When I was just starting out as a professional writer, I made a pretty common mistake by focusing on the artistic side of things. I would not sully my work with concerns over filthy lucre—I just wanted to have my work published and read and appreciated, and if that somehow led to financial gain (though sorcery and wishful thinking, I assume) that would be great.
That’s classic short-term thinking. Instead of focusing on building a brand, establishing the worth of my work, and choosing opportunities based on how they could build on prior accomplishments to raise my profile as a writer, I was just grabbing any published credit I could get easily. Unfortunately, a lot of people approach their writing career with similarly short-term thinking. There are a lot of reasons for this, but one of the big ones is simple human nature: Short-term gains are usually pretty easy to attain, and stringing a lot of them together can give you the feeling of success. After all, you’re publishing! You’re making some money! Your name is out there!
But chasing after short-term gains can leave your career stagnant because you’re not building on your successes—they’re just islands of good fortune. Sometimes pursuing short-term goals is necessary, but ideally that should be the exception—the rule should be to always think long-term, for a long list of reasons.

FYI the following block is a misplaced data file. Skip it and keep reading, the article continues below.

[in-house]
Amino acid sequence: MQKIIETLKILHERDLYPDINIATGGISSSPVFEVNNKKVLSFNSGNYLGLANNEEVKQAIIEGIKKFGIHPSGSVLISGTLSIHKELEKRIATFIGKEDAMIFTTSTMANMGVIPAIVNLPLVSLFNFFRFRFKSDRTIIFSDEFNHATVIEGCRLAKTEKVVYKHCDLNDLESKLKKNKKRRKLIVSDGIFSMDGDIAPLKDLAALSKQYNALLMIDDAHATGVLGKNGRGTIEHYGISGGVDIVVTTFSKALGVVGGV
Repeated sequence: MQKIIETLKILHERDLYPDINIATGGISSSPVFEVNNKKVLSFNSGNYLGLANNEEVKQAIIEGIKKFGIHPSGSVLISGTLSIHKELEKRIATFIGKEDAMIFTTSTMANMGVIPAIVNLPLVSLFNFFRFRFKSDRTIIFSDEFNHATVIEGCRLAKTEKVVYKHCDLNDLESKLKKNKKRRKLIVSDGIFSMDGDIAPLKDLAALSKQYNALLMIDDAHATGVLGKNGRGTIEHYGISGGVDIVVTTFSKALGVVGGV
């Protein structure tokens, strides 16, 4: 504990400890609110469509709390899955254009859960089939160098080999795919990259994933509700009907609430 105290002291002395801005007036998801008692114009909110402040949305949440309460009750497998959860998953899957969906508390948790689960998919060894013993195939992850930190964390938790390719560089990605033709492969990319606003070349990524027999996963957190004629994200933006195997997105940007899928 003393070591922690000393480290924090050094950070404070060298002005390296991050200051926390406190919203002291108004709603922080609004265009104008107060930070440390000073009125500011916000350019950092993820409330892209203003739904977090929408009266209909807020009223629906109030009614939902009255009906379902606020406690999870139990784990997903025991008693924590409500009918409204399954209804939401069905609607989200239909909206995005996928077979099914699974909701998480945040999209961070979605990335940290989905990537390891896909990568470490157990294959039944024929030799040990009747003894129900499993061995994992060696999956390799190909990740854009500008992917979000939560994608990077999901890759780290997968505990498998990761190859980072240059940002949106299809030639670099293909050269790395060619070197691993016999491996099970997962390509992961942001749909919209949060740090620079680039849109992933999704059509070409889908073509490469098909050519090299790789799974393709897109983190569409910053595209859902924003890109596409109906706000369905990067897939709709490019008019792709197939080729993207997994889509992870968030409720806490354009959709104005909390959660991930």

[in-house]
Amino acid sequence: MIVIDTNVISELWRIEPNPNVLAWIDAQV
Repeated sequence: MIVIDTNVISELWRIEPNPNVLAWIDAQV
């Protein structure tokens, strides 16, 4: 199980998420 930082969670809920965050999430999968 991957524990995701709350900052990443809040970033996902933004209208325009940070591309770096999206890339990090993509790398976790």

So what do I mean by The Long Game in terms of a writing career? The Long Game refers to all the stuff that has a deferred payoff. You put in the work today—and tomorrow, and the day after that—but you don’t necessarily see results right away. The Long Game is strategy—you’re setting yourself up for future success, and prolonged success. Short-term gains are tactical—you pursue an immediate goal, reap the rewards, and move on.
An example from my own writing career would be the difference between a novel and a piece of freelance writing. The novel might take years—there’s writing, revising, taking in feedback and revising again, figuring out a submission strategy, writing synopses, probably revising again (with tears streaming down my face and a bottle of whiskey on the desk next to me), then finally getting it out to editors. I may get paid for that novel ten years after I wrote it—or I may never get paid for that novel. But I work on it anyway because it’s part of my brand and because it’s a project I want to see out in the world, to be part of my literary legacy.
The freelance work, on the other hand, is short-term stuff. I need to pay my bills, so I pitch an idea to an editor, get their go-ahead, then spend some time working on the piece. I deliver it pretty quickly, revise as needed, then send in my invoice and get paid a short time later. I don’t necessarily think of the freelance piece as part of my brand or long-term legacy (though I do consider both to a certain extent when taking on freelance work—I’m not going to write about subjects I don’t want to be associated with or in support of opinions I find abhorrent).
There’s nothing wrong with short-term gains. And sometimes it makes perfect sense to put your efforts toward something that pays off right away. What’s important is to know the difference, to know what category a project falls into, and to have a plan. Here are some ways you can pursue long-term thinking in your writing career.